Alt-country crooner honors Shel Siverstein
Bobby Bare, Jr. had the ultimate music education. Not only did he grow up singing with his country hit-making dad, Bobby Bare, he also had every song he ever wrote critiqued by his dad’s best friend—Shel Silverstein.
Although the latter is known best for his quirky contributions to children’s literature, Silverstein also wrote an impressive collection of songs made famous by others. He penned “A Boy Named Sue” for Johnny Cash, “The Cover of the Rolling Stone” for Dr. Hook, and the Grammy-nominated “Daddy What If”—a 1974 duet featuring then five-year-old Bare Jr. and his dad.
Now a prolific alt-country mainstay in his own right, Bare Jr. put his solo act on the backburner for the last four years to team up with dad once again and pay tribute to the late Silverstein, who passed away in 1999. The result is Twistable Turnable Man, a collection of Silverstein tunes reinterpreted by a generation-bridging cast of Bare family friends, including My Morning Jacket, Kris Kristofferson, John Prine, Todd Snider, and Andrew Bird. Bare Jr. chatted about the project and his next solo release.
Why was it time to pay tribute to Silverstein?
He was a precious, important part of our family. If anyone was going to do this, it had to be us. My dad and Shel started making records together in 1972. He also critiqued every song I ever wrote. He’d look at the lyrics and give it to me straight. He’d tell me when I was getting lazy, and he’d be a cheerleader. I was writing really bad songs for a long time, and his encouragement kept me going.
Silverstein’s body of work is a lot greater than most people know.
People have no idea how diverse his talent was; he did so many things with it. He would be drawing for Playboy while writing a children’s book and working on a play with David Mamet in New York City. He was a renaissance guy in the realest way.
How did you pick the album cast?
It was really either my friends or dad’s friends, but we picked people who loved Shel. We’re lucky we have really talented friends. We mapped out which songs we wanted everyone to sing, and the artists were mostly agreeable. For instance, we didn’t want anyone singing “A Boy Named Sue” except Todd Snider.
Andrew Bird was the only one who couldn’t find a song he was comfortable with, so he got special permission to put music to the poem “Twistable Turnable Man.” It worked out great, because the words sound exactly like Andrew Bird lyrics. He’s the first person to put one of Shel’s poems to music, and it took a lot of legal permission.
Tell me about reworking “Daddy What If” with your daughter.
My daughter had just turned four, and she really wanted to sing it. We put her in the studio with both of her granddads, who were both part of the original recording. They were coaching her the whole way through and it was really special. It was like passing the torch to the next generation.
What can you tell me about your curiously titled new solo album, “A Storm – A Tree – My Mother’s Head,” which hits stores on the final day of this month?
It’s been four years since my last record. I’ve been busy coordinating the Shel tribute, having a new baby boy, getting a divorce, and getting my new girlfriend pregnant. My mom also had a tree fall through her house and hit her, while she was sitting on the couch. She’s OK, but it was obviously pretty traumatic. I found time to call some friends and knock out an album over two days this past winter. Let’s just say I’ve had a lot to write about.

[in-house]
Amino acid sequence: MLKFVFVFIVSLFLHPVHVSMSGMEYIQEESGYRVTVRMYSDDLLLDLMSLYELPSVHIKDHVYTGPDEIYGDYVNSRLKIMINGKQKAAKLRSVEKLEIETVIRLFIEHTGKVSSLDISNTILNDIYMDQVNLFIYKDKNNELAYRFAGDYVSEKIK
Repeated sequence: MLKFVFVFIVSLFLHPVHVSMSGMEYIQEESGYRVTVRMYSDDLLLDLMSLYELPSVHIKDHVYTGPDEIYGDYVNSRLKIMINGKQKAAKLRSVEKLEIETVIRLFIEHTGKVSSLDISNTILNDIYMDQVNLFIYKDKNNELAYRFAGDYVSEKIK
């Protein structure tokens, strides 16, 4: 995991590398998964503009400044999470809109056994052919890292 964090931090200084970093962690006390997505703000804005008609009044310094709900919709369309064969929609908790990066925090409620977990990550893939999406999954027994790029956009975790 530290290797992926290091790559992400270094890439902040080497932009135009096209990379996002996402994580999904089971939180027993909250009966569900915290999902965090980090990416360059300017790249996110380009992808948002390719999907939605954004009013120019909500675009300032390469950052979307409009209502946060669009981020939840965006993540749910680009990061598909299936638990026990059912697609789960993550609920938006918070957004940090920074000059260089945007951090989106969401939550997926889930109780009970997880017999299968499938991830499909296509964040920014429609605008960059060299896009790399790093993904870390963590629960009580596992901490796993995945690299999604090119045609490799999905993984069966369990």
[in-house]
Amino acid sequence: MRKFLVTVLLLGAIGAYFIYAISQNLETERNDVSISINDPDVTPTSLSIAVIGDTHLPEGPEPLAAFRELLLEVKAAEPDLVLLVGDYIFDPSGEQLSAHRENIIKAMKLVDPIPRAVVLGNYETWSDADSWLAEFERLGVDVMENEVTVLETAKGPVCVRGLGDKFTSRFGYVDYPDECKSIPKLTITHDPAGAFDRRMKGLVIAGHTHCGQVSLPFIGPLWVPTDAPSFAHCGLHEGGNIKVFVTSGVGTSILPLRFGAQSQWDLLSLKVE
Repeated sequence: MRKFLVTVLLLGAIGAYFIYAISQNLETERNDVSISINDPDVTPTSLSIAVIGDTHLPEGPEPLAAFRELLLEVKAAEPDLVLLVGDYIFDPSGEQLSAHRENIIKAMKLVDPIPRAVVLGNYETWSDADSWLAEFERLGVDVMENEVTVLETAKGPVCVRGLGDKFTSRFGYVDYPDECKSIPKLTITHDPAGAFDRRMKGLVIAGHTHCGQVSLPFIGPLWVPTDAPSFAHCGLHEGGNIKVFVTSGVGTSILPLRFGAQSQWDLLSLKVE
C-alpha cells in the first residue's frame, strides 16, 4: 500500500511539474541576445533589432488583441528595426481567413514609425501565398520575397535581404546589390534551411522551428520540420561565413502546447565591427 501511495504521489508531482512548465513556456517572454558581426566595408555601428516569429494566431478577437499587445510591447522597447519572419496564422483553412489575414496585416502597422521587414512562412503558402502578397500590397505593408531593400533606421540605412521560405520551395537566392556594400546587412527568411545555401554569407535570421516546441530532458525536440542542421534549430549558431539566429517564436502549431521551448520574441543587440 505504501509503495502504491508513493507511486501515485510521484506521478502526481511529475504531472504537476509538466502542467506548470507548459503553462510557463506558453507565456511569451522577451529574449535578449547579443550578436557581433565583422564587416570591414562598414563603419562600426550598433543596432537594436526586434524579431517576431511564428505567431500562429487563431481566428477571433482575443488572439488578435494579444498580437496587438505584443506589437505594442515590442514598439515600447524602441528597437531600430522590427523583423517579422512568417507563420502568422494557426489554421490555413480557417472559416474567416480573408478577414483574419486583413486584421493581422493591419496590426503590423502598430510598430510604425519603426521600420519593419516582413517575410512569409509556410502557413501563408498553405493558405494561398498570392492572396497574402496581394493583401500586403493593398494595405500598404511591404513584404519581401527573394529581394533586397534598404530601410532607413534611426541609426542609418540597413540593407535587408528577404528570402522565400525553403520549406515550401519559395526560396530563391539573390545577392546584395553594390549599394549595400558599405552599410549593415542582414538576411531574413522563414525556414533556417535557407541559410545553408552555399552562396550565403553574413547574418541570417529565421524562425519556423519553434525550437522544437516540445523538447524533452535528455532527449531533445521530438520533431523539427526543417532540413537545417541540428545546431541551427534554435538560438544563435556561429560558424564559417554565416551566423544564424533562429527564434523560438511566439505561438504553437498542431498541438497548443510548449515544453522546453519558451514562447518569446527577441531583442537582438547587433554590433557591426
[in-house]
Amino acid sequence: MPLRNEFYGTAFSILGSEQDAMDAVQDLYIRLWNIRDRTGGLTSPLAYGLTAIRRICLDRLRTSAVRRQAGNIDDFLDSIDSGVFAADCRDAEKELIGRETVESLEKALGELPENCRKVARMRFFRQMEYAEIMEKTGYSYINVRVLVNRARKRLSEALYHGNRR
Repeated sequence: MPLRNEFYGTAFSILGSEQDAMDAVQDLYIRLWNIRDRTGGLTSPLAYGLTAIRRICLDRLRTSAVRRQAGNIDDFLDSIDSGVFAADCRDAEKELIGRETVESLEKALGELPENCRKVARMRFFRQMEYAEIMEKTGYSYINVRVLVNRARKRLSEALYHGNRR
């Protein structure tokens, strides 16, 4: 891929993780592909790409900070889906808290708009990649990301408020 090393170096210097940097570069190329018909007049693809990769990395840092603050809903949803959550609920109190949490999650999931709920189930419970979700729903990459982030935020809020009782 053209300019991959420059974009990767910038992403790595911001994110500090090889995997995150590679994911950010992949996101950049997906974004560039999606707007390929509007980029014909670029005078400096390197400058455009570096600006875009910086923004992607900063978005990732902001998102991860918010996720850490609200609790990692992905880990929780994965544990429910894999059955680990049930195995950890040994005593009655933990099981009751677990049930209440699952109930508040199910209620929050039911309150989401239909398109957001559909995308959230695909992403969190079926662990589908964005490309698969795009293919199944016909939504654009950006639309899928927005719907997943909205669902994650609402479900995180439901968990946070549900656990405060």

TWISTABLE, TURNABLE MAN
A Musical Tribute to the Songs of Shel Silverstein
Like many children who came of age in the late 20th century, my bookshelf included the books of Shel Silverstein. I can remember wiling away the hours perusing the pages of such collections as Where the Sidewalk Ends and A Light in the Attic, drawn by both the quirky (and sometimes profane) poetry of Silverstein’s stories and his delightfully bizarre illustrations.
Silverstein was an illustrator (for Playboy and The Pacific Stars & Stripes, among others), a writer of over 100 plays, an author, and Grammy-winning songwriter. It is his prolific songwriting that has recently been honored here. The fifteen-song collection includes a deliriously eclectic menagerie of artists, with folkies John Prine, Nanci Griffith, and Todd Snider, indie rock faves Dr. Dog, Andrew Bird, and My Morning Jacket, country vets Ray Price, Kris Kristofferson, and long-time Silverstein collaborator Bobby Bare, Sr., among others, lending interpretations of Silverstein’s tunes.
Produced by Bobby Bare, Jr.—who takes a tender turn with his daughter Isabella on “Daddy What If,” for which he and Bare, Sr. were Grammy nominated in 1974—Twistable, Turnable Man is a fascinating glimpse into the musical work of Silverstein. It is only appropriate that such a wide range of artists take shots at these songs—the beauty of the record comes in its sheer diversity. Prine’s “This Guitar Is For Sale” is stripped down and somber, while Kristofferson, on “The Winner,” and Price, on “Me And Jimmie Rodgers,” seep vintage country. Dr. Dog takes on “The Unicorn” with its trademark 60s pop style, and My Morning Jacket’s “Lullabys, Legends, and Lies” is an acoustic departure.
Perhaps the most celebrated Silverstein tune, “A Boy Named Sue,” made famous by Johnny Cash, is admirably rendered by Todd Snider, and multi-instrumental genius Andrew Bird’s original melody for the title track is mesmerizing. Twistable, Turnable Man offers a telling glimpse into the work of Silverstein’s underappreciated skill as a songwriter and gives new voice to songs that still need to be heard.